Doctors of internal medicine, called internists focus on comprehensive adult medicine. While the name internal medicine may lead one to believe that internists only treat internal problems, this is not the case. Doctors of internal medicine treat the whole person, not just internal organs. They care for their patients for life, from late teen years through old age.

While an Internalist is often confused with a general or family practitioner there are distinct differences between the two. For instance, an Internalist devotes three years of education to studying adult medicine, specifically learning how to prevent, diagnose, and treat diseases that affect adults. Internalists have an expansive knowledge of complex diseases that affect adults and are specifically trained;  not only to diagnose and treat disease, but to prevent the initial onset of these diseases by recognizing and controlling risk factors such as elevated blood pressure and cholesterol. Internalists are also trained to diagnose and treat chronic illness and specific situations where several different illnesses may strike at the same time.

An Internalist can treat you for something as routine as the flu or fatigue or provide in-depth care for diseases such as diabetes, lung or heart disease. Internalists often coordinate the many subspecialists the patient might see in the process of treating illness. Internalists' patient's like knowing that they have a long-term relationship with a physician who is equipped to deal with whatever the patient brings, no matter how common or rare, or how simple or complex. 

Doctors of internal medicine treat the whole body. From the late teens through the advanced years.

General Health Services

  • Respiratory 

  • Vascular and Heart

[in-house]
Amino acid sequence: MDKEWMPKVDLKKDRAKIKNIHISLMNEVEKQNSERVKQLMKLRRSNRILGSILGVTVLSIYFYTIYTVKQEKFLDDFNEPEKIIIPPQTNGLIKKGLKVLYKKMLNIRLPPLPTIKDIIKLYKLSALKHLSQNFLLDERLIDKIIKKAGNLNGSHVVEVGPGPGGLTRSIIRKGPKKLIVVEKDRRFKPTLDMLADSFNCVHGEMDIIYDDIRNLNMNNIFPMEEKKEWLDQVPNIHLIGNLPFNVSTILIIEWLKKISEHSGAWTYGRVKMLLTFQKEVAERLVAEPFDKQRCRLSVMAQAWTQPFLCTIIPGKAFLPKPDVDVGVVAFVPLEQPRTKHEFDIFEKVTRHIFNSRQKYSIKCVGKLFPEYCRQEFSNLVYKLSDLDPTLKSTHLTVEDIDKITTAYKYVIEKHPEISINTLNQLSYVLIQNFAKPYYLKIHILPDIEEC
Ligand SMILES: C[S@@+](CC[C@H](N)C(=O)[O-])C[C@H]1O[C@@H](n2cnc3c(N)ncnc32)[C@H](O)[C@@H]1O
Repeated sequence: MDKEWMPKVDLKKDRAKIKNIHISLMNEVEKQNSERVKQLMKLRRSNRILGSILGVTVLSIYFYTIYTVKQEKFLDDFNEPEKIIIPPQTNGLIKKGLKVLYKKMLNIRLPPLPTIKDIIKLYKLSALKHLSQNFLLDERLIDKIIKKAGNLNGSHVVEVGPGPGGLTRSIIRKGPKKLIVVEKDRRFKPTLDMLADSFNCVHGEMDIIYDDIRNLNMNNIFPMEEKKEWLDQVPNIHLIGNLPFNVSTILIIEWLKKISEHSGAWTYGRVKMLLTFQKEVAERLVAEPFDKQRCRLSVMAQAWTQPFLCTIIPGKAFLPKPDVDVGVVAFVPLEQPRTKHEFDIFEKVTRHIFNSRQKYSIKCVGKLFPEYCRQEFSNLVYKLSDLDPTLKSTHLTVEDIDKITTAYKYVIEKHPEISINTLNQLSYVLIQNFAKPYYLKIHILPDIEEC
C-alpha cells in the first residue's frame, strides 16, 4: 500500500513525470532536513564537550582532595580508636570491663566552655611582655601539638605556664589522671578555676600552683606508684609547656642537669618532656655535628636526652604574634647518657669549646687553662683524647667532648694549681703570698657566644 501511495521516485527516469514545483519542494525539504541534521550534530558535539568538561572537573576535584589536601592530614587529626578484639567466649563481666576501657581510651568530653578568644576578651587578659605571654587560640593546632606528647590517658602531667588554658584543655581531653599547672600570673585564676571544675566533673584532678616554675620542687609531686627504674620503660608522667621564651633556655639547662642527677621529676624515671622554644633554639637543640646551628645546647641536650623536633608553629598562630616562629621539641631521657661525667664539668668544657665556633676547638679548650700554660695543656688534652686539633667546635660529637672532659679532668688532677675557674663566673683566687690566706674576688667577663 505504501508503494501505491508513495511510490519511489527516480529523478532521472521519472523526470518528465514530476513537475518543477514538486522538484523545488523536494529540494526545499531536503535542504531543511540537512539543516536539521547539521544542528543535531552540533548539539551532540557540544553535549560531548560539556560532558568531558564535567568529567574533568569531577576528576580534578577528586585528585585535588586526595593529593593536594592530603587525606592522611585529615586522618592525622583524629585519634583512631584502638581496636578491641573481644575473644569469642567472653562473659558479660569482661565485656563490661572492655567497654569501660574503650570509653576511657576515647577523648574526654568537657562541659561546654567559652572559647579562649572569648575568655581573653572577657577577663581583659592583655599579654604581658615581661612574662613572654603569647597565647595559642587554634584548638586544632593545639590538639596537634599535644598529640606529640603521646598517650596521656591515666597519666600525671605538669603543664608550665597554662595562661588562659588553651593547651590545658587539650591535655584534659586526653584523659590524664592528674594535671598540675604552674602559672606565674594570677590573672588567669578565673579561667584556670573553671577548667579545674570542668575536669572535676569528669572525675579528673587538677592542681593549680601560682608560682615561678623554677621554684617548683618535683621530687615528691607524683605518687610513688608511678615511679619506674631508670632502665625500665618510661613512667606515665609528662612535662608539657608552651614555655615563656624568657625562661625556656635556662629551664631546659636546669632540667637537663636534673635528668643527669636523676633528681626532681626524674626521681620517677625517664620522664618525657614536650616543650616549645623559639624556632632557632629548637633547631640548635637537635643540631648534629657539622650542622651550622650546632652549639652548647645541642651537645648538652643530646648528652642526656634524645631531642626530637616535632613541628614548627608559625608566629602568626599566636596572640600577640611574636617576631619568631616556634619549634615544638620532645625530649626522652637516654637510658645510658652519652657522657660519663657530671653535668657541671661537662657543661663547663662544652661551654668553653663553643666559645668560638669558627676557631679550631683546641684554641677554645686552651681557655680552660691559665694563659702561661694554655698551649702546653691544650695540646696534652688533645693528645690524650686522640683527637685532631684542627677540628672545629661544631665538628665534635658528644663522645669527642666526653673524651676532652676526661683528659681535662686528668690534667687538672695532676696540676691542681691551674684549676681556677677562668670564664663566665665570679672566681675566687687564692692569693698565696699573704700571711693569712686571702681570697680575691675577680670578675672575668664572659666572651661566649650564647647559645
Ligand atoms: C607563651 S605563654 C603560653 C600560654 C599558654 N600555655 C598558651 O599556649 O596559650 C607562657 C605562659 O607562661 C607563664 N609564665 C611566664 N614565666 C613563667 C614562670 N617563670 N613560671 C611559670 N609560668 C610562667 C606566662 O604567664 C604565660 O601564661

• Blood and Circulatory 

  • Kidney and Renal/Urinary

  • Joint and Rheumatologic 

  • Digestive

  • Endocrine and Hormonal 

  • Neurological 

  • Infectious Disease

  • Mental Health

  • Diabetes


  • Memory

  • Dementia

  • Alzheimer's

  • Spirometry


In Office Exams 

  • Full Physicals

  • Well Women Exams

  • Annual Wellness Visits

  • Mid-year Follow-ups


  • Bone Density

  • EKG



  • Flu vaccine

  • B-12

  • Prolia

  • Pneumonia

  • TB

  • Tetanus


Dual-energy X-ray absorptiometry is the most widely used and most thoroughly studied bone density measurement technology. The DXA scan is typically used to diagnose and follow osteoporosis, as contrasted to the nuclear bone scan, which is sensitive to certain metabolic diseases of bones in which bones are attempting to heal from infections, fractures, or tumors.

DXA scans are used primarily to evaluate bone mineral density. DXA scans can also be used to measure total body composition and fat content with a high degree of accuracy comparable to hydrostatic weighing with a few important caveats.[3] However, it has been suggested that, while very accurately measuring minerals and lean soft tissue (LST), DXA may provide skewed results as a result of its method of indirectly calculating fat mass by subtracting it from the LST and/or body cell mass (BCM) that DXA actually measures.[4] DXA scans are also used to assess adiposity in children, especially to conduct clinical research. [Source: